More International Dividend ETFs Your Broker Forgot to Mention
Dividend ETFs are still in style. In March alone, dividend ETFs attracted $3 billion in assets, according to iShares data.
With U.S. equity-based ETFs attracting over $37.3 billion in assets in the first quarter, it is fair to say U.S. dividend funds are leading the way in that ETF sub-segment.
Of course, there are some credible options among international dividend ETFs as well. The advantage here is that not only do investors gain international portfolio diversity, but, in many cases, higher yields as well.
Income investors looking for some global exposure should give the following unheralded funds a look.
Guggenheim International Multi-Asset Income ETF (NYSE: HGI)
The Guggenheim International Multi-Asset Income ETF has a couple of strikes against it, notably that it is down one percent year-to-date and volume in the fund is just 20,500 shares per day. Fans of superficial ETF metrics can at least find some comfort in knowing HGI has almost $120 million in assets under management.
More importantly, HGI has a 30-day SEC yield of 4.55 percent. The ETF is comprised of global REITs, master limited partnerships, Canadian royalty trusts, American depositary receipts of emerging market companies and U.S. listed closed-end funds that invest in international companies and must always hold at least 40 percent of its portfolio in non-U.S. equities, according to Guggenheim.
As of the end of the fourth quarter, the U.S. was HGI's second-largest country weight at 15.4 percent behind the 19.2 percent allocated to the U.K. Hong Kong, Japan and France round out the ETF's top-five country weights. There is slight emerging markets exposure in the form of a 5.8 percent combined weight to Brazil and Chile.
HGI is benchmarked to the MSCI EAFE Index, the index tracked by the highly popular iShares MSCI EAFE Index Fund (NYSE: EFA). EFA has outperformed HGI over the past year, but in 2012 HGI was nearly 100 basis points less volatile than the MSCI EAFE Index, according to Guggenheim data.
Guggenheim S&PGlobal Dividend Opportunities Index ETF (NYSE: LVL)
The Guggenheim S&PGlobal Dividend Opportunities Index ETF is smaller than HGI ($63.7 million in AUM), but more heavily traded (ADV of 56,200 shares). LVL has also traded slightly higher this year, probably due in large part to the fact that the U.S. is the ETF's largest country weight at almost 16.6 percent. Australia checks in second at almost 11.4 percent and Aussie stocks have been sturdy this year as well.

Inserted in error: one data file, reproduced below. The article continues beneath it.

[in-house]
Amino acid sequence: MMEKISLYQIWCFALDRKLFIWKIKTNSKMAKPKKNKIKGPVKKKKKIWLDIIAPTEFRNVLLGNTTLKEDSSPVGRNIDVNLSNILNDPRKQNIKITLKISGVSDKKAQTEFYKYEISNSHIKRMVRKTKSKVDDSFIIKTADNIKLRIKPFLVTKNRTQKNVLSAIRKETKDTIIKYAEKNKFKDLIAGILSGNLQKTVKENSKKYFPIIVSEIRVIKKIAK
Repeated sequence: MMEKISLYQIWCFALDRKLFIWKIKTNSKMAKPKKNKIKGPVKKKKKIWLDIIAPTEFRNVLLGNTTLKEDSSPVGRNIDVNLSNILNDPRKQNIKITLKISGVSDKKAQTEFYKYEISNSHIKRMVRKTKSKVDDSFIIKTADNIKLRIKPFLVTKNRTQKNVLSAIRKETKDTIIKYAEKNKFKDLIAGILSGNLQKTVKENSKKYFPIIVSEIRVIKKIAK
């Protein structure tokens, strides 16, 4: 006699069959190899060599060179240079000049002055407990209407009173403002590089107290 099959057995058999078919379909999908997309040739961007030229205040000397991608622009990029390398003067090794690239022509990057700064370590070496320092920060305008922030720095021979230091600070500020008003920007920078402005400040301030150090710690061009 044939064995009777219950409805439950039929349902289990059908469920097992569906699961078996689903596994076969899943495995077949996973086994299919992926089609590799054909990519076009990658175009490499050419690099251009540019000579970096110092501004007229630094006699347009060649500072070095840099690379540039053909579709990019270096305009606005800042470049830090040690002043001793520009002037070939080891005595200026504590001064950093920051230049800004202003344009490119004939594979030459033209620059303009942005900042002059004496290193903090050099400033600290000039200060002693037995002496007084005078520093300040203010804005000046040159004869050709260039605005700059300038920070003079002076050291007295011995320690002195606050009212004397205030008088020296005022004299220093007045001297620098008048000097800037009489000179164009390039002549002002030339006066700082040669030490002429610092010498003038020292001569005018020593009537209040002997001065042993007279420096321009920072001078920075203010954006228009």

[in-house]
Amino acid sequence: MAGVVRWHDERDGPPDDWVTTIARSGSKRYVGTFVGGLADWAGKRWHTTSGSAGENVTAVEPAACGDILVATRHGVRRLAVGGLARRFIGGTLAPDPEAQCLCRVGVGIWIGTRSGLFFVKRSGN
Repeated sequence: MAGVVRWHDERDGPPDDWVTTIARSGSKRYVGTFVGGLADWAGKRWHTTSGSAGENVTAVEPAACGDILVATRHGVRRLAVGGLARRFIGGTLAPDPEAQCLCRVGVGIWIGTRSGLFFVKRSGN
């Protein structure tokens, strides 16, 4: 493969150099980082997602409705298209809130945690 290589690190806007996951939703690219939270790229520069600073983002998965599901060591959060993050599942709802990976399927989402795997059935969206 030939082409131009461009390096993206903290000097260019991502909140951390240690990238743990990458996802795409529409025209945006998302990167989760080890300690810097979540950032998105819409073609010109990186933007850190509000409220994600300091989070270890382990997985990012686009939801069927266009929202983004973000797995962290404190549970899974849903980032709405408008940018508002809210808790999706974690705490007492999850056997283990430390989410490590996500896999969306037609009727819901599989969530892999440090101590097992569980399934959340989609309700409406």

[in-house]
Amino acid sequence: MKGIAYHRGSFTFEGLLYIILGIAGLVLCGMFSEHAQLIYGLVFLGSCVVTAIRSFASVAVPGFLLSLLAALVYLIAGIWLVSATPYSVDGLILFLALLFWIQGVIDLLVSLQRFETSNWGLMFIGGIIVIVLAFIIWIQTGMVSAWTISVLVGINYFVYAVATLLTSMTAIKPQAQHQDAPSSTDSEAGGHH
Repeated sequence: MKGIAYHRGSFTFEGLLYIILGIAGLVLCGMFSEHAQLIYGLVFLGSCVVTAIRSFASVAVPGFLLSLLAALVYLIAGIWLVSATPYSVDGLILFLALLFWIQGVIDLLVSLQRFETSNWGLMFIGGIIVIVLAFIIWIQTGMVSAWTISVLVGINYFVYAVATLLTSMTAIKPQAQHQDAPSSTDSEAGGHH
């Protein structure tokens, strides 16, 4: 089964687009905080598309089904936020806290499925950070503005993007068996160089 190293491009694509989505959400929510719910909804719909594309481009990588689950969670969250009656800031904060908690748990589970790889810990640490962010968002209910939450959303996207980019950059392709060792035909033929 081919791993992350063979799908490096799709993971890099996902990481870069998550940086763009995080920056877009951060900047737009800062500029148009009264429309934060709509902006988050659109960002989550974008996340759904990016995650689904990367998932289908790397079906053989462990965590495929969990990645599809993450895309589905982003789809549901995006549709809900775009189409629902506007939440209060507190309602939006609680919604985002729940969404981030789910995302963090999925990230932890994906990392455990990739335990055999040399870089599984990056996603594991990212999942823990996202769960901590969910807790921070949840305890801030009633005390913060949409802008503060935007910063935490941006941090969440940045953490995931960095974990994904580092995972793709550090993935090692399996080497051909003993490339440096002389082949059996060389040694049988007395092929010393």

LVL does have a whopping 7.07 percent 30-day SEC yield, but there are a couple of things to consider regarding that yield. First, LVL is not all that diverse at the sector level, though it high-yielding foreign telecoms account for 23.7 percent of the ETF's weight. Adding to the risk profile is a 22.5 percent weight to financials. Typical dividend sectors such as consumer staples, health care and utilities are arguably under-represented in this ETF.
Further contributing to the high yield is LVL's Eurozone-heavy country allocations. France and Germany combing for nearly 17 percent of the ETF's weight is one thing, Spain, Portugal and Italy combing for 14.6 percent is another matter altogether.
Still, it is important to note LVL is weighted by yield and that does not necessarily mean a bad ETF. LVL is up 3.7 percent in the past six months, which is not dreadful. However, the yield weighting can lead to an increase in volatility and that is the case with LVL, which has been slightly more volatile than the MSCI World Index, according to Guggenheim data.
WisdomTree Japan SmallCap Dividend Fund (NYSE: DFJ)
The WisdomTree Japan SmallCap Dividend Fund is not going to wow anyone with its yield, which is just half a percent on a 30-day SEC basis. Although Japan is not one of the premier dividend destinations in the developed world, DFJ does offer plenty of utility.
First, DFJ is not all that volatile. In fact, the ETF fits the bill as "low beta" with a beta of just 0.36 against the S&P 500, according to WisdomTree data. Second, the weak-yen induced rally in Japanese equities has been good news for small-caps as well. DFJ is up almost 13 percent in the past 90 days.
DFJ does not offer a USD/JPY hedge, but it is levered to the export story as industrial and discretionary names combine for over 46 percent of the fund's weight. DFJ has $187.3 million in AUM and an annual expense ratio of 0.58 percent.
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